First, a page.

Divorce in California

When a couple has irreconcilable differences, divorce sometimes is the only option. It is important to approach divorce as a legal issue, with dissolution of marriage and appropriation of assets. There are different kinds of divorces which can be taken depending on the relationship with your spouse. The state of California and its courts deals with hundreds of divorces. California is one of the earliest states in the US to introduce no fault divorce i.e. one party asserting irreconcilable differences and these being accepted on face value. This however does not mean that the fault factor can be disregarded completely. It is taken into account when property is being divided or deciding the amount for alimony. Keeping in account that California is a community property state, the California family and divorce laws ensures that any property earned or acquired during the course of marriage is rendered marital property.

There are different types of divorces on which it may depend whether you need to go to the court or not. These types are;

Summary Dissolution
Summary dissolution is the fastest way in California to get a divorce, whether you are a married couple or in a registered domestic partnership. If you have spent 5 years with your spouse, have no children and are in mutual agreement with the terms of the divorce, you can file for Summary Dissolution. The prerequisites are;

  • One of the partners must have lived in California for the last six months as well as in the county where the divorce is being filed for three months,

  • Both partners want the marriage/domestic partnership to end,

  • Neither of the partners own real property or community property of more than $ 38,000 or separate property of more than $ 38,000 or would have incurred a debt of more than $ 6000,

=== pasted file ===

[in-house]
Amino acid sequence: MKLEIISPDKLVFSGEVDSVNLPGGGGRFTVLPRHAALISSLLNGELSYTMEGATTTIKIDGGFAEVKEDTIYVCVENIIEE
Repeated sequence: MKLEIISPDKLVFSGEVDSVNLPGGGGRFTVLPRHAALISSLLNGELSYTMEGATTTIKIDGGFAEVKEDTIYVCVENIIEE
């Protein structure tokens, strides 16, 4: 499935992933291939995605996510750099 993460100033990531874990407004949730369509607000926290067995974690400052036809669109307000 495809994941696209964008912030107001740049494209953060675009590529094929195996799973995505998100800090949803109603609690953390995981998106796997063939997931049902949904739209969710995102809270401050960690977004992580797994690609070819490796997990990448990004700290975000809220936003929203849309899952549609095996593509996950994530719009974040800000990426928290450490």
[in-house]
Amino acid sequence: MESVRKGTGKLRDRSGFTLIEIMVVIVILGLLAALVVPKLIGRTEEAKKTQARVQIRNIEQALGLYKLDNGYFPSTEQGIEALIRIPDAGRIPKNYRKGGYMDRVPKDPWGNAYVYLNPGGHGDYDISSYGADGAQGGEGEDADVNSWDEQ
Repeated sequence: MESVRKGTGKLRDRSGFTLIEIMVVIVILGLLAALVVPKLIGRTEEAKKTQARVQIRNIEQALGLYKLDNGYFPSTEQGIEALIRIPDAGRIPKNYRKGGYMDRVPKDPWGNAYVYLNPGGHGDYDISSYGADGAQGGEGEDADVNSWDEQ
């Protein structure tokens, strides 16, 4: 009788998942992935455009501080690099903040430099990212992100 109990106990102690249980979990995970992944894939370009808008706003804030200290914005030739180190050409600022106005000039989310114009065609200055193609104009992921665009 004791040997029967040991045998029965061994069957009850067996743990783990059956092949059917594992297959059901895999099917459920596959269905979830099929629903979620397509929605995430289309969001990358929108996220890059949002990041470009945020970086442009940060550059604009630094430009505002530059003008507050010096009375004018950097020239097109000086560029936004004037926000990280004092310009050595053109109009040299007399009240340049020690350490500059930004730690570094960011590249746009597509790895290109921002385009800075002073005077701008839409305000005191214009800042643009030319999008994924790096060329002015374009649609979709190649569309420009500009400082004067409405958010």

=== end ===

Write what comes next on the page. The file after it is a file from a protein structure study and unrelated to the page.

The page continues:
• The partners have no children and therefore both of them waive any rights for spousal support.

The partners will also need to enter into a property settlement agreement.

Uncontested Case

If both spouses agree to the terms of divorce but do not meet the requirements of a summary dissolution you can file for an uncontested case. This kind of Divorce in California does not usually involve courts. This is the type where you might have children and wish to end the marriage. For child custody you may need to obtain an order by a judge but otherwise the couple remains at a mutual agreement to the terms of the divorce.

Contested Divorce
This is where the courts are involved. If you cannot reach a mutual consensus regarding the terms of the divorce, you will have to file a contested case.

The state of California will hire a mediator for you if you cannot come to terms with the division of marital property. Everything that you purchased jointly or during the course of the marriage is considered community property which needs to be divided in half. Also, unlike many other states, the alimony in California is given on a limited basis to allow the spouse to start taking care of herself/himself. With it comes child support and custody matters which can be handled by the court or agreed informally between the couple.

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